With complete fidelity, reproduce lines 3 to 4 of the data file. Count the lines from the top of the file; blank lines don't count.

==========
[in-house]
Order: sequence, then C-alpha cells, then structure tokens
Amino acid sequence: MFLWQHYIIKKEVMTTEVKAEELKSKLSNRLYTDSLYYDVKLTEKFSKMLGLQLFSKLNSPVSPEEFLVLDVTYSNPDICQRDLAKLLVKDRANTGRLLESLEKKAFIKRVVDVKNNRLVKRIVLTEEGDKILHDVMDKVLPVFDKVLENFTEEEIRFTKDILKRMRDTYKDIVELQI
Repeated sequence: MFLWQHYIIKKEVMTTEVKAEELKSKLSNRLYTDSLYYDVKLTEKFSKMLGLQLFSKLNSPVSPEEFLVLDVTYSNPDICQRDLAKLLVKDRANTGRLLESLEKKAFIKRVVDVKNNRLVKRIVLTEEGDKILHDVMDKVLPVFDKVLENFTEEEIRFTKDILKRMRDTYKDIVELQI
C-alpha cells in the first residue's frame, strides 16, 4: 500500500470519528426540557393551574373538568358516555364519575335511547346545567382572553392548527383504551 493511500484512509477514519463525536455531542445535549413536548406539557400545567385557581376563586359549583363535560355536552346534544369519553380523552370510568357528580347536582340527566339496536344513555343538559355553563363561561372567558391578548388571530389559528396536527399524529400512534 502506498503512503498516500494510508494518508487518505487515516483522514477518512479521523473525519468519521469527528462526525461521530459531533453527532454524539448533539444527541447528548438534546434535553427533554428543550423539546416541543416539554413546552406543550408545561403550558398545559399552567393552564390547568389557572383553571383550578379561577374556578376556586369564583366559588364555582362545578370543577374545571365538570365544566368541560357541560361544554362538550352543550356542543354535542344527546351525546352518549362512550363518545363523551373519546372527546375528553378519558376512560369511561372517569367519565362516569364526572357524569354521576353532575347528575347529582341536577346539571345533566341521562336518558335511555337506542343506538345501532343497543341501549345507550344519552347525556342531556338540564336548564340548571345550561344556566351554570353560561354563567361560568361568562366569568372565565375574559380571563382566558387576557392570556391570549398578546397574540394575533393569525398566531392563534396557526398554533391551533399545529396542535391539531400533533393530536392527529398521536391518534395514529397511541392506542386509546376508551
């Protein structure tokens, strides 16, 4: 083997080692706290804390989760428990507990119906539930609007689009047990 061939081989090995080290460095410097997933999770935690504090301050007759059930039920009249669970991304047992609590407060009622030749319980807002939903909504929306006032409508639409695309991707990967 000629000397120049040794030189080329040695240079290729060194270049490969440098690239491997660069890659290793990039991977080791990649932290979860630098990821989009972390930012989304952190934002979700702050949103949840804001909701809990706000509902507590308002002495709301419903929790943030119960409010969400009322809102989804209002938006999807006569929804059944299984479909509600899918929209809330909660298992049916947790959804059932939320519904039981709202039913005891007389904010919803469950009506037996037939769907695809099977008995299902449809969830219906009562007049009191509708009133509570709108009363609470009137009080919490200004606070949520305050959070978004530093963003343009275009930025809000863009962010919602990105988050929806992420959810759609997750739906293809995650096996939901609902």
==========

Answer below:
Amino acid sequence: MFLWQHYIIKKEVMTTEVKAEELKSKLSNRLYTDSLYYDVKLTEKFSKMLGLQLFSKLNSPVSPEEFLVLDVTYSNPDICQRDLAKLLVKDRANTGRLLESLEKKAFIKRVVDVKNNRLVKRIVLTEEGDKILHDVMDKVLPVFDKVLENFTEEEIRFTKDILKRMRDTYKDIVELQI
Repeated sequence: MFLWQHYIIKKEVMTTEVKAEELKSKLSNRLYTDSLYYDVKLTEKFSKMLGLQLFSKLNSPVSPEEFLVLDVTYSNPDICQRDLAKLLVKDRANTGRLLESLEKKAFIKRVVDVKNNRLVKRIVLTEEGDKILHDVMDKVLPVFDKVLENFTEEEIRFTKDILKRMRDTYKDIVELQI